Women need to aggressively self-advocate for promotion and salary increases even at the risk of creating an impenetrable glass ceiling or worse losing their jobs. Your employment (either at-will or term) is a contract that is constantly being renegotiated every day. If you do not ask, you will not receive. By professionally demanding a salary increase and promotion, you force your employer to tell you how they really feel about you and your performance. If they say no, move on to a company that does appreciate your skills, experience and knowledge.
The bottom line is to become more proactive, assertive and never fear the negotiation to get what you deserve, instead embrace it. This applies equally to us all.
© 2015 Carey & Associates, P.C. www.anthem.mystagingwebsite.com email@example.com
The performance review is the most over prescribed management controlled substance on the market. Hugely addictive among management users, wholly unsatisfying in every respect and just plainly unproductive. This unregulated controlled substance wreaks havoc on employee psyche and generally impedes the natural growth of the business. I used the word “controlled” because every employer uses performance reviews to psychologically manipulate employees to instill fear and anxiety. In a majority of the cases I have handled, the review is a means to the end- to manage an employee out of the business. Simply, this is the worst method of communication ever developed by man. The use of performance reviews must end and must be replaced with a better approach I will discuss in a moment.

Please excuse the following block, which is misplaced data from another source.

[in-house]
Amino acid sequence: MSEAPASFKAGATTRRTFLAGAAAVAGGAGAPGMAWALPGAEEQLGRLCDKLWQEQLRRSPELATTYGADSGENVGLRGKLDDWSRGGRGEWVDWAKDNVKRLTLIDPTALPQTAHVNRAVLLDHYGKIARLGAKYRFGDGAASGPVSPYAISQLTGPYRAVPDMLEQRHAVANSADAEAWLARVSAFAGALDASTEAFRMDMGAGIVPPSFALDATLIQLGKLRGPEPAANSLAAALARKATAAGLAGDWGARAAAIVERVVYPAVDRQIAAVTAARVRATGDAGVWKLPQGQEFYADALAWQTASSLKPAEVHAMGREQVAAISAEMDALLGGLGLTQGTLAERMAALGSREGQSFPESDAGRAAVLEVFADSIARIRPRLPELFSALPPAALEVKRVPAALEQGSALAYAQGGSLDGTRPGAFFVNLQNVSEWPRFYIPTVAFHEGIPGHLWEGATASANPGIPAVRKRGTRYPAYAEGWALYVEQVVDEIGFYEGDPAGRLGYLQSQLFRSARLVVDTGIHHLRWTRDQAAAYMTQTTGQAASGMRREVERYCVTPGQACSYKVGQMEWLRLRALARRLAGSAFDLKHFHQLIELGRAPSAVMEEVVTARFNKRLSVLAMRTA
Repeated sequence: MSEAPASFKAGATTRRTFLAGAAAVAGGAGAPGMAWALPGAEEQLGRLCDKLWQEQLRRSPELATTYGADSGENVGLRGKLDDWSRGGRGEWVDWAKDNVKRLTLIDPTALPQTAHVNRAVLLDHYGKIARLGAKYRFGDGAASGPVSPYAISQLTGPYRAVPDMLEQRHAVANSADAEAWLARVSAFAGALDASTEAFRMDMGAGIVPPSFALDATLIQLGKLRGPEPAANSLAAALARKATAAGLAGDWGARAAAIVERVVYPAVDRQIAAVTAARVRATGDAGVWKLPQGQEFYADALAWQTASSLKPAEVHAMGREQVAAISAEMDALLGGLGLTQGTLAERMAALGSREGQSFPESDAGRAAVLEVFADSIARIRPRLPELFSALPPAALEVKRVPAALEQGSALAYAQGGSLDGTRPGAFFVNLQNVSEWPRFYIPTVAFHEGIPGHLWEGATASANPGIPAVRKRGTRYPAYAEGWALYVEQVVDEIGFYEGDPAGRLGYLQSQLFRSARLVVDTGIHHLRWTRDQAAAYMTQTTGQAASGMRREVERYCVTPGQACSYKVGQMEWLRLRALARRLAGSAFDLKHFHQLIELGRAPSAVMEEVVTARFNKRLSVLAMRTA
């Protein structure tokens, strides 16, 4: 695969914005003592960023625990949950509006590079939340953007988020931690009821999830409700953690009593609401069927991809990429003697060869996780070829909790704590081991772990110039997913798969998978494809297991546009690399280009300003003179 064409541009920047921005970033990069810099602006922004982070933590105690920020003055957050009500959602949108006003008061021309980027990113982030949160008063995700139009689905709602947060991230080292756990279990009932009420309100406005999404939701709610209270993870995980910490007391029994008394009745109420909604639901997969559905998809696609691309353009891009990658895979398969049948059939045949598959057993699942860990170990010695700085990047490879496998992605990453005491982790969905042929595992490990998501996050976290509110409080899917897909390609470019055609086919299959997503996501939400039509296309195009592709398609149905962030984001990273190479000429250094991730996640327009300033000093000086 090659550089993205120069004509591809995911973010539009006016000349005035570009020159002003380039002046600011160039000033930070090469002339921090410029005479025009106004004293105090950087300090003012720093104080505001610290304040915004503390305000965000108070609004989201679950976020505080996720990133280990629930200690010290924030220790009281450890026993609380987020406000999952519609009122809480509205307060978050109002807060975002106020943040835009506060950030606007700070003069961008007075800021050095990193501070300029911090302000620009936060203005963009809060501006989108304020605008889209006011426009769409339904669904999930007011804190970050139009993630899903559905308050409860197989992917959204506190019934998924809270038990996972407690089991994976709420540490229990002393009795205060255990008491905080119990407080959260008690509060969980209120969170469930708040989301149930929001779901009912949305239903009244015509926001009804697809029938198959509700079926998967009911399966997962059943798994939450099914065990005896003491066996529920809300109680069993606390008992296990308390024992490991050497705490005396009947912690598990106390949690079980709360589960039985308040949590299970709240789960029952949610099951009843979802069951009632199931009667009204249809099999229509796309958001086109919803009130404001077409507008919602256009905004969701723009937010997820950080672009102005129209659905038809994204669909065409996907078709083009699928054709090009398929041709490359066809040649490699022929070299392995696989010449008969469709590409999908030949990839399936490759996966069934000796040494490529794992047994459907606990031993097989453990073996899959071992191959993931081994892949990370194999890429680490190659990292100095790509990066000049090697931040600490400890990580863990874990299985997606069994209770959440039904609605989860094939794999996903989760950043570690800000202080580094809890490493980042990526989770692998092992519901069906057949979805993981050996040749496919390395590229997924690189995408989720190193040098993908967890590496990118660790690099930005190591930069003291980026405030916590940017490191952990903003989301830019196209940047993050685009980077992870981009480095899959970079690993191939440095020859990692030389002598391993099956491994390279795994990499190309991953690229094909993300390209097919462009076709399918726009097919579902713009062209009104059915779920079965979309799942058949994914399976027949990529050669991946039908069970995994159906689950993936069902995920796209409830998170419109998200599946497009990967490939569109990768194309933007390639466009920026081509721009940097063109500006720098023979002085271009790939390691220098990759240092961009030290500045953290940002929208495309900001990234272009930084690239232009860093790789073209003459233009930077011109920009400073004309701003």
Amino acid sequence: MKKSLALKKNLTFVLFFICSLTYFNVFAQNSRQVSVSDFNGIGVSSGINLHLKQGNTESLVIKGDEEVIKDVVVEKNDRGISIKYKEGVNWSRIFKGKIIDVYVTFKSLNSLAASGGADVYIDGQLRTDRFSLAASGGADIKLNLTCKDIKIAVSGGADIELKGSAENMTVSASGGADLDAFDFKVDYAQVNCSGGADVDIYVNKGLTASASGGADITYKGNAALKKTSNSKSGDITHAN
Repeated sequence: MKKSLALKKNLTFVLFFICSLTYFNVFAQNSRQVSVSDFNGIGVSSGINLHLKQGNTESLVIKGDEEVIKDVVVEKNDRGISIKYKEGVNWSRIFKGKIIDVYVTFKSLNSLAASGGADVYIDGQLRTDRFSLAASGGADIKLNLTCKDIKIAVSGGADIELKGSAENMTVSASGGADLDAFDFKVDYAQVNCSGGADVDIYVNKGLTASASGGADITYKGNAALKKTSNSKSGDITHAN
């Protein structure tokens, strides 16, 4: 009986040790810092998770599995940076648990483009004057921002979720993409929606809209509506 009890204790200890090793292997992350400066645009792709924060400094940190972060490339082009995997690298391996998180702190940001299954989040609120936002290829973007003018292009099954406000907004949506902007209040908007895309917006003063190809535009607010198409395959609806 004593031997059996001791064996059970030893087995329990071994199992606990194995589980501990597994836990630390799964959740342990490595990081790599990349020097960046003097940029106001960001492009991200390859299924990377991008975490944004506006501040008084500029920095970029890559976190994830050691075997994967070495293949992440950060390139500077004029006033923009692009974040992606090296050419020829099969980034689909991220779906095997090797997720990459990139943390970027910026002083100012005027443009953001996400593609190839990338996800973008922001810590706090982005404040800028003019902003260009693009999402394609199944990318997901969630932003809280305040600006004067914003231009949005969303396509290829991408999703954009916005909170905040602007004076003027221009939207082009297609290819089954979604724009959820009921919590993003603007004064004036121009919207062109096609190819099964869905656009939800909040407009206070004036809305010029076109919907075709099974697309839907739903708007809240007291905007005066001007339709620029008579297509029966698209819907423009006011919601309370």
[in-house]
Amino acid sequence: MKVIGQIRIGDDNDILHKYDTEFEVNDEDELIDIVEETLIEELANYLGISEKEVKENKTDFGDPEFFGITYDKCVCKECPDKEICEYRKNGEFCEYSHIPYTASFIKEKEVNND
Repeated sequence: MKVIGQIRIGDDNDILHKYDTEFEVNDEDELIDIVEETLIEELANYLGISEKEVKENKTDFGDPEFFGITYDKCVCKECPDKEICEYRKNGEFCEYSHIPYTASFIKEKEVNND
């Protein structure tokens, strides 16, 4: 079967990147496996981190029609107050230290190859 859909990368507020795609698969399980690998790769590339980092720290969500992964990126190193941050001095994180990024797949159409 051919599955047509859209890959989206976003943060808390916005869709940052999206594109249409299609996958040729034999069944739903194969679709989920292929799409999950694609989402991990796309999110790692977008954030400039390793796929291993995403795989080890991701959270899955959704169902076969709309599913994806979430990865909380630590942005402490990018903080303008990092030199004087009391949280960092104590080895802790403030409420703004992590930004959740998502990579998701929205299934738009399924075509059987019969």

In order to clear the air of any confusion, performance reviews exist in order to develop a defensible legal position against soon to be departing employees who turn around and sue their employers. The review is not intended nor designed to improve your performance. After working so many years now, you know when you are doing well and what performance items you need to work on. A review is a nonsensical subjective management commentary that appears in writing prior to the termination, nothing more and nothing less. You should always file written rebuttal comments in your personnel file or emails to your manager in order to correct the factual record. Performance reviews are like nasty emails you should never send, because they always come back to bite you in the ass.
My approach is simple and it is driven by an extremely active role taken by the employee/executive to communicate their expectations about what they want and determine how those expectations coincide with the company’s expectations: Communication = Listening + Acknowledgement + Action.